Where India's IT czars invest
They are investing their huge personal wealth in companies that have growth potential, reports Venkatesh Ganesh.india Updated: May 05, 2006 13:24 IST
If you are looking for answers to personal wealth management questions, you could do worse than talk to one of India's IT czars.
They are investing some of their huge personal wealth, created by the IT boom, in companies that have potential for growth.
Wipro's chairman Azim Premji on Wednesday sprang a surprise by investing in Mumbai-based financial company JM Financial through a preferential allotment. Premji, who has recently appointed a personal planner, has been making strategic investments in companies such as Bangalore-based Himatsingha Seide. Premji is also reportedly eyeing a 26% stake in Bangalore-based cardiac hospital Narayana Hrudayalaya, for about Rs 100 crore.
Jerry Rao, former the ex-Citibanker who recently sold off his stake in Mphasis technology, has picked up a stake in Bangalore-based winery Grover Vineyards.
Booming stock markets are also becoming an opportunity to channelise personal investments. Infosys CEO Nandan Nilekani has made a portfolio investment in paints major Asian Paints. While Nilekani's stake may be less than 1% in Asian Paints, it shows the growing apetite for identifying right opportunities for enhancing personal wealth.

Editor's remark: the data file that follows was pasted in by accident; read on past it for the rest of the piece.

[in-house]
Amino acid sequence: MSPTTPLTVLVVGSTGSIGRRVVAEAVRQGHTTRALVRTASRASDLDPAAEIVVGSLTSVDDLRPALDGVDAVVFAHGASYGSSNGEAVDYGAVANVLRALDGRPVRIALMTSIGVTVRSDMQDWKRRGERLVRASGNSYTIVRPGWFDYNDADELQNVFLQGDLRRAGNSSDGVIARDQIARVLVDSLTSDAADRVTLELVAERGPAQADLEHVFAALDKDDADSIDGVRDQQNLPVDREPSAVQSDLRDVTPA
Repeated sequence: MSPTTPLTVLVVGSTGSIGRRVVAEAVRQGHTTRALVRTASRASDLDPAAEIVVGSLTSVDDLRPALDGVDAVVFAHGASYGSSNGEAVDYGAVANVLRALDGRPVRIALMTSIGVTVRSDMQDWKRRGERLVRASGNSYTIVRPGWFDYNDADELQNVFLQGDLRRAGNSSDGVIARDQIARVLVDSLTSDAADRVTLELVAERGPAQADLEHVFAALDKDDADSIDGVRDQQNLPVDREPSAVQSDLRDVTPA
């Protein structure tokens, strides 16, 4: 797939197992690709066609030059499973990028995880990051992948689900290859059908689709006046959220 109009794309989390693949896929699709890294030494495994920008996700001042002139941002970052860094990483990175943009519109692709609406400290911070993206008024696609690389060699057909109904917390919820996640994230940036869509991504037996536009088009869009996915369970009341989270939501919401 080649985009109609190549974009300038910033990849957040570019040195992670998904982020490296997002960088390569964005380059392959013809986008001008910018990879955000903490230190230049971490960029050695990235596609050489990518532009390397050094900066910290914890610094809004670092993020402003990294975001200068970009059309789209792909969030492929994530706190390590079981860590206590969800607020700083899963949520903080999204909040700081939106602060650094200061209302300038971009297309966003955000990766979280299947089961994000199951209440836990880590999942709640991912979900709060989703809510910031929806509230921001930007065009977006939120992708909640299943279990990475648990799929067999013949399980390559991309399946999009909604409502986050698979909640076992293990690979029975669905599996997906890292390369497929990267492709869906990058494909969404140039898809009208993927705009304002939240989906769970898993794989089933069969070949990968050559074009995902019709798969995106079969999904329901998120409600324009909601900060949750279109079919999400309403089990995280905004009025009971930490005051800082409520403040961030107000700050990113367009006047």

Often, it is a personal or business connect to certain sectors that drives such investments. "Premji's investments in healthcare is predominantly due to Wipro's involvement in the consumer goods business such as soaps, "says an analyst from a leading Mumbai-based brokerage house. Satyam's Ramalinga Raju has investments in properties and construction businesses."Raju was in the construction and textiles business prior to Satyam and naturally he understands these businesses quite well," says an analyst.
Most of the investments are backed by long-term plans. Premji has already lined up a Rs 1200 crore fund to invest in growing companies. This is definitely goods news for aspiring entrepreneurs who one day want to emulate their angel investors.